Evictions cause great damage to and loss of household possessions. School books and uniforms go missing, sometimes they are even confiscated, along with other items. Hard-won certificates and awards are lost. Families often end up losing their legal entitlements, making it difficult for them to access basic services (such as a water/electricity connection) in future.
Rehousing provisions, if any, are often at distant, often unfamiliar locations. Families are forced to occupy cramped living quarters in rehabilitation and resettlement (R&R) sites, without adequate light and air. Their ‘subhuman’ living arrangements have increased the incidence of tuberculosis, and other diseases.
Children have often reported feeling unsafe in these ‘vertical slums’, locked up in rooms where no one can hear them if they feel threatened, unlike the open structure of their erstwhile settlements. Rape and abuse of children is rampant, unless checked. Further, sanitation issues are aplenty in the R&R sites. Girls, especially, have no access to play spaces and are restricted home, stunting their physical development.
With R&R sites located far from their former localities, children’s schools become inaccessible. Parents, forced to seek alternative livelihood opportunities after being resettled in faraway sites, find it difficult to make ends meet. The losses suffered and lack of a stable income often lead to children dropping out of schools.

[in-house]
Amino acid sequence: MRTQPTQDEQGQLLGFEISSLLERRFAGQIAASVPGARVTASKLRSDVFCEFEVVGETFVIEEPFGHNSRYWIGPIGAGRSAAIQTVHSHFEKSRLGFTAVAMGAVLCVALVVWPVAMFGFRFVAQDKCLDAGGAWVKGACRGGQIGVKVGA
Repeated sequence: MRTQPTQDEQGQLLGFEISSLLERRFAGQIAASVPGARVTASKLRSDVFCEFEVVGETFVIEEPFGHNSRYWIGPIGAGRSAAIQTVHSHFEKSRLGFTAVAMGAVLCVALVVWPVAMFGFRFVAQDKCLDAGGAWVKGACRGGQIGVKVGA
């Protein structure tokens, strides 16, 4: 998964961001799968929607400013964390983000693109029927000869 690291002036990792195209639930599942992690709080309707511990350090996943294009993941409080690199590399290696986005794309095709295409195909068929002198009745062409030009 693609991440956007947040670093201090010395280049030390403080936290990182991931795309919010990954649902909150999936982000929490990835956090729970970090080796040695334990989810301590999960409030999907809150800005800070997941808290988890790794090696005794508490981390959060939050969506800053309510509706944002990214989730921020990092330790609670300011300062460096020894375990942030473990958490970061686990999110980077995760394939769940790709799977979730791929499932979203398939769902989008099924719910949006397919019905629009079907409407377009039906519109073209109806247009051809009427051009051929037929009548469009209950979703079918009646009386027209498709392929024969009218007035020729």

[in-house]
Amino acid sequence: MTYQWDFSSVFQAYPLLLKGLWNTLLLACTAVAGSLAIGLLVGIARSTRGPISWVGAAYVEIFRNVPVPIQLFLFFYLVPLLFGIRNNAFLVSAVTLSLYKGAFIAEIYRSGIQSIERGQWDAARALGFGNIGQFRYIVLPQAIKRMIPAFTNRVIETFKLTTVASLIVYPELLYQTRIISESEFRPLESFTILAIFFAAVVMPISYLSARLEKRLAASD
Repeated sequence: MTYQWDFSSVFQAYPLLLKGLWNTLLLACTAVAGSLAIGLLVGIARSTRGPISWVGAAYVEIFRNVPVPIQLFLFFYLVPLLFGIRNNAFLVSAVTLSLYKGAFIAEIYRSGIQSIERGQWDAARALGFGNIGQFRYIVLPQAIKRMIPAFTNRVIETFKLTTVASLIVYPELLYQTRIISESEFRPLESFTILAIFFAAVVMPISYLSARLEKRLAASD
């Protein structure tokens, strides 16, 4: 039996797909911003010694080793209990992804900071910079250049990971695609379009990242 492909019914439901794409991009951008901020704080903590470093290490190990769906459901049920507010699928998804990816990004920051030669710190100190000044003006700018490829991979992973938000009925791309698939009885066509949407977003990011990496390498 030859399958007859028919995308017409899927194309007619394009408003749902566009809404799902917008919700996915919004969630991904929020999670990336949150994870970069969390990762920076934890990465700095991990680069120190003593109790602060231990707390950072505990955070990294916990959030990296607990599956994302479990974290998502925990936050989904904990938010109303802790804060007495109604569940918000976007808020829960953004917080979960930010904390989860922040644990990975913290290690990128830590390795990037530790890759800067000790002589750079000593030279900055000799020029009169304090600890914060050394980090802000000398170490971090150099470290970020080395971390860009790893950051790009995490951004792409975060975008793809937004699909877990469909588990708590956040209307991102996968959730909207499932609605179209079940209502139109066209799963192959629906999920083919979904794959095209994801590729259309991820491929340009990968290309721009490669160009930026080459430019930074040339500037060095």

Once children are out of school, they often take to work to supplement the family income. Many of them work long hours, often in hazardous conditions, subject to the whims and fancies of their employers. They are overworked yet underpaid, spending their meagre earnings on food or drugs. A recent study suggests how majority rescued child labourers have gone back to work over time, given inadequate rehabilitation processes.
Older children, especially girls, often become caregivers in the family from a young age. With the parents forced to work long hours, the responsibility of caring for the younger siblings rests on their shoulders.
In a few more years, even before they have got a chance to enjoy their childhood, the young ‘caregivers’ are married off. Following their early marriage, the girls settle in new informal settlements, where they continue to struggle for their rights.
Unfortunately, the eviction cycle does not spare their new homes either. Civic authorities arrive in due course, informal settlements are razed, and the community is left to pick up the pieces of their life and restart again. This may be someone’s tenth experience of eviction. It is also the first time a child watches helplessly as his house is brought down.
#UprootedChildhoods is a collaboration between YUVA and Leher, attempting to spark dialogue on a critical yet oft invisibilised concern — the views of children on housing. The campaign draws from YUVA’s in-depth interventions with children over the years across cities, and Leher’s focus and commitment to child rights, with a preventive approach towards child protection. Through the different blogs, photo essays, video stories, infographics and other formats we hope to present many faces of urban childhoods.